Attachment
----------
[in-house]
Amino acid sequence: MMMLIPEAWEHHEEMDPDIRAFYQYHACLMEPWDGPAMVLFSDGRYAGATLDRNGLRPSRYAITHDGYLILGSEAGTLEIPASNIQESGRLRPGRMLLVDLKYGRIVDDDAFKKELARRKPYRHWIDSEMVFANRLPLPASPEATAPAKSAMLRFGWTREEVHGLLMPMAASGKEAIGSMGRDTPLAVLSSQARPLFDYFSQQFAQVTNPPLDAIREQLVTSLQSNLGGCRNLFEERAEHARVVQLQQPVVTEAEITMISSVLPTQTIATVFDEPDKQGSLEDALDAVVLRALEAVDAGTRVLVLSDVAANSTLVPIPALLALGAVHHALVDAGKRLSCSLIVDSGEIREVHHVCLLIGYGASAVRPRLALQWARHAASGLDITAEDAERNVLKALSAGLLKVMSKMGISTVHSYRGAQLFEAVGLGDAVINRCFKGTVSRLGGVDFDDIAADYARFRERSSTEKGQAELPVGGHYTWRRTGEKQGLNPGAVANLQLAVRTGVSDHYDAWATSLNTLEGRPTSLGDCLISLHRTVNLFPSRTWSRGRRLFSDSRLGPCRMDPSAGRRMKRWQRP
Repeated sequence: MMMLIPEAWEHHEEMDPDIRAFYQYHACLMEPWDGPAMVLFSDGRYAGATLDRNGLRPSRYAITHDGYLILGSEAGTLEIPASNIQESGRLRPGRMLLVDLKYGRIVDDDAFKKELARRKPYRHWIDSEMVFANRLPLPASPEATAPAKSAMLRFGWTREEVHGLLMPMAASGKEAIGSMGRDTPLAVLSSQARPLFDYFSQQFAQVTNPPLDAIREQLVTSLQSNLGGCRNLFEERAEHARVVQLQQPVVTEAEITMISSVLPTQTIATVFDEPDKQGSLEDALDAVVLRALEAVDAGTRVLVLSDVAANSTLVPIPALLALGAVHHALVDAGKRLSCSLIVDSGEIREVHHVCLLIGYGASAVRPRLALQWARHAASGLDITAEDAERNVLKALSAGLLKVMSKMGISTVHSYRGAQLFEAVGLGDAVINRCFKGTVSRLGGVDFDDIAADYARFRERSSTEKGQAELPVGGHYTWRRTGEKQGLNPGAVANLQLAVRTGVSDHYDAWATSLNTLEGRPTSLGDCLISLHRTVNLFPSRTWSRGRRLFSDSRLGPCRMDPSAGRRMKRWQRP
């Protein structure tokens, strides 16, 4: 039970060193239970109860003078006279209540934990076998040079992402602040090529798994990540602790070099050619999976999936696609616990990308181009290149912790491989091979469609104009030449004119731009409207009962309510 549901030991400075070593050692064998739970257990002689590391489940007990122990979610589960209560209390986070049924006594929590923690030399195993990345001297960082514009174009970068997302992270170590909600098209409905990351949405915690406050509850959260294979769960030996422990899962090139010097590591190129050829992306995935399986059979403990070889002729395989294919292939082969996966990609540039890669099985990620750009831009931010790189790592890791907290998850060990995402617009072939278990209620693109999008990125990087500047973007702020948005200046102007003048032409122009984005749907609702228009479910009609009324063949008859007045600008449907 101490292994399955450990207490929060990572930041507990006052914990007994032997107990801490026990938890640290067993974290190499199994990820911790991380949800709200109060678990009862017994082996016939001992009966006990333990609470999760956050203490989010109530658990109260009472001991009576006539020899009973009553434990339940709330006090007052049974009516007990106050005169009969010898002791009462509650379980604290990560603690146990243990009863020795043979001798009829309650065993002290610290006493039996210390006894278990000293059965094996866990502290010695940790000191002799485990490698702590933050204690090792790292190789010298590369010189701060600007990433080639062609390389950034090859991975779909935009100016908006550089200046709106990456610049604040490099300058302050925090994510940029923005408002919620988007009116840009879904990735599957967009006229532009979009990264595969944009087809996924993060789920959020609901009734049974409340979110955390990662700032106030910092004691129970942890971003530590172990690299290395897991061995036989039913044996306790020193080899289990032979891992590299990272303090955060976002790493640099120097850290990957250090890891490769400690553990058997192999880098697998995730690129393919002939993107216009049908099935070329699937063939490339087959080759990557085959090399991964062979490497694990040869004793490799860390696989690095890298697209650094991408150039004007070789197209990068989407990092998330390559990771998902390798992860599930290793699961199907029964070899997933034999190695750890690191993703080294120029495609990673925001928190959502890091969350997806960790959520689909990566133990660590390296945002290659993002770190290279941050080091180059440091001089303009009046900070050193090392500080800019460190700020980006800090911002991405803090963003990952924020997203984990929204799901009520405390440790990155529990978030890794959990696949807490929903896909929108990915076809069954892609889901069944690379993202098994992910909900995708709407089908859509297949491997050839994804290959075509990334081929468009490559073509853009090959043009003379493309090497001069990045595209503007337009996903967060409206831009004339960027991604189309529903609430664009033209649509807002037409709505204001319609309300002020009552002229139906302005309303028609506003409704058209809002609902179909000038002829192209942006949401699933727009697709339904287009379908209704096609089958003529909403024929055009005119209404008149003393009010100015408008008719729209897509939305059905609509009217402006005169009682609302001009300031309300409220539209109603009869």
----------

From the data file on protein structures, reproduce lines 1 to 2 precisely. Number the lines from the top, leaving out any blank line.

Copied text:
[in-house]
Amino acid sequence: MMMLIPEAWEHHEEMDPDIRAFYQYHACLMEPWDGPAMVLFSDGRYAGATLDRNGLRPSRYAITHDGYLILGSEAGTLEIPASNIQESGRLRPGRMLLVDLKYGRIVDDDAFKKELARRKPYRHWIDSEMVFANRLPLPASPEATAPAKSAMLRFGWTREEVHGLLMPMAASGKEAIGSMGRDTPLAVLSSQARPLFDYFSQQFAQVTNPPLDAIREQLVTSLQSNLGGCRNLFEERAEHARVVQLQQPVVTEAEITMISSVLPTQTIATVFDEPDKQGSLEDALDAVVLRALEAVDAGTRVLVLSDVAANSTLVPIPALLALGAVHHALVDAGKRLSCSLIVDSGEIREVHHVCLLIGYGASAVRPRLALQWARHAASGLDITAEDAERNVLKALSAGLLKVMSKMGISTVHSYRGAQLFEAVGLGDAVINRCFKGTVSRLGGVDFDDIAADYARFRERSSTEKGQAELPVGGHYTWRRTGEKQGLNPGAVANLQLAVRTGVSDHYDAWATSLNTLEGRPTSLGDCLISLHRTVNLFPSRTWSRGRRLFSDSRLGPCRMDPSAGRRMKRWQRP